it's generally pretty good
Then I remembered the goslings. Knowing they were in the corner of the coop under Saro listening to this screaming rain made me jump out of bed. I was excited to see them. I threw on my farm clothes, (which means layers of long-sleeved tee shirts, flannels, beat jeans and a heavy wool sweater pulled over my head for good measure). I stopped buying and wearing polar fleece a while ago. When you live with sheep it feels like a space suit.
I went out in the rain under cover of lantern light and checked on my new mother. As I entered the hen house, Cyrus rose up from his slumber, flapping his wings. Two years ago this would have made me nervous, but I know these animals better than my cousins. Toulouse ganders have an impressive wingspan, almost four feet. He hissed and honked like a worried dad. I turned on the coop light and went to check under Saro for the babies.
Now, this wasn't easy. I had to use the lid of the metal garbage can that holds the chicken feed as a shield from Cyrus. Then take my chances with Saro, trying to feel under her and get her to stand up so I could take a fresh count. I pulled off the highwire act and got a new score....FIVE! Now five of her eggs were beautiful, perfect, gray goslings. (Actually, more of a yellow/green but breathtaking to behold.) I picked up one and leaned my back against the wall of the coop. He was clean, soft, so new. He chirped and nuzzled his head into the wool of my sweater. I pulled him close to my heart and whispered him welcome. Yes, I understand that whispering to goslings in a rainstorm isn't exactly normal. But it was such a new part of the day, and such a new life, that talking loudly felt harsh and not saying anything felt wrong. So I whispered to him all Iknew so far.
I told him it's a pretty good world out there. Sometimes it hurts, but it's generally pretty good.
I hit up Tractor Supply on my lunch break. I had called in advance to make sure they still carried brooder supplies in November. (They did.) The clerk on the phone asked why I wanted a heat lamp and chick feeders and I explained I had five new goslings to bring up into this cold world. He said congratulations and told me to bring a box of cigars when I came to buy my stuff. I liked him instantly.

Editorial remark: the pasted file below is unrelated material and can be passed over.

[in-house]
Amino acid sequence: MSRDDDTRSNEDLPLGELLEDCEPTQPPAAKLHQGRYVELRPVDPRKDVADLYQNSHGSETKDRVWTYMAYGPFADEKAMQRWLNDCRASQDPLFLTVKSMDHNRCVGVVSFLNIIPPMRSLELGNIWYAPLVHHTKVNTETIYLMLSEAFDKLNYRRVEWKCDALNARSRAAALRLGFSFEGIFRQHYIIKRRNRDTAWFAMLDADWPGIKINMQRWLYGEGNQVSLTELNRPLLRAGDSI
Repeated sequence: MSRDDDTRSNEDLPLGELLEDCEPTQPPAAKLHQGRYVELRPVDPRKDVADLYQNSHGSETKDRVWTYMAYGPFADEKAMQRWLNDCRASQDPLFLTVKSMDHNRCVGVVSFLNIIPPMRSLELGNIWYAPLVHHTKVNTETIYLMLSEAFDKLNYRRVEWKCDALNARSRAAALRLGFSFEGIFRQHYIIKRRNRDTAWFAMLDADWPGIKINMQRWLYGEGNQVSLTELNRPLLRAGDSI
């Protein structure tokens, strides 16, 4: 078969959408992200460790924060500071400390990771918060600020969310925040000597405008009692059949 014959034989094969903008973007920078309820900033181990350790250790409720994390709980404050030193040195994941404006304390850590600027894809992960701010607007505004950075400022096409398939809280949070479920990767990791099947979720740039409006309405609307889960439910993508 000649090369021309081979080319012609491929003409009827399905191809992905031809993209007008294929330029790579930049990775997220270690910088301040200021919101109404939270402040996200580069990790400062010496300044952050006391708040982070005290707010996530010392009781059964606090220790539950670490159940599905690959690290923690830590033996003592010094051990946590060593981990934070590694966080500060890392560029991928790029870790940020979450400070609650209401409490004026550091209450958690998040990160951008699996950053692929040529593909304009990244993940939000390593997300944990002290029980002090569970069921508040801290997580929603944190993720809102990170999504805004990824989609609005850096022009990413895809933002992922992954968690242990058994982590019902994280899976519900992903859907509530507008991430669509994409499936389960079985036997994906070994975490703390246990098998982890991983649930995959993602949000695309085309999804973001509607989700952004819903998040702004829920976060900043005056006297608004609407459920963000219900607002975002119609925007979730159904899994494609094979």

Now it's evening and I'm spending my Friday night being a stay-at-home grandmother. I have the five new kids in a cardboard box in the bathroom and they're currently chirping away under the glow of the heat lamp. Saro seemed fine with letting them go, she's still sitting on her last two eggs and hoping to hatch those as well. Part of me felt bad removing the goslings, but the reality of the situation took over. No new baby without insulating feathers as going to survive tomorrow night when the temperature dropped to 30 degrees. They'd have a good chance if they stayed under Saro, but all it would take to die would be simple separation in the dark. Goslings aren't meant to be raised in winter. This was a fluke. So to ensure every bird gets a fair shot at the world, I brought them inside and to take care of them the proven ways I already know. This small hatching is the first batch to be born at Cold Antler. We've had bunnies, yes, but never any poultry. I was really proud of my pair for pulling this off. Cyrus and Saro have not only fulfilled their purpose in the world—they just proved to me how good of a team they really are.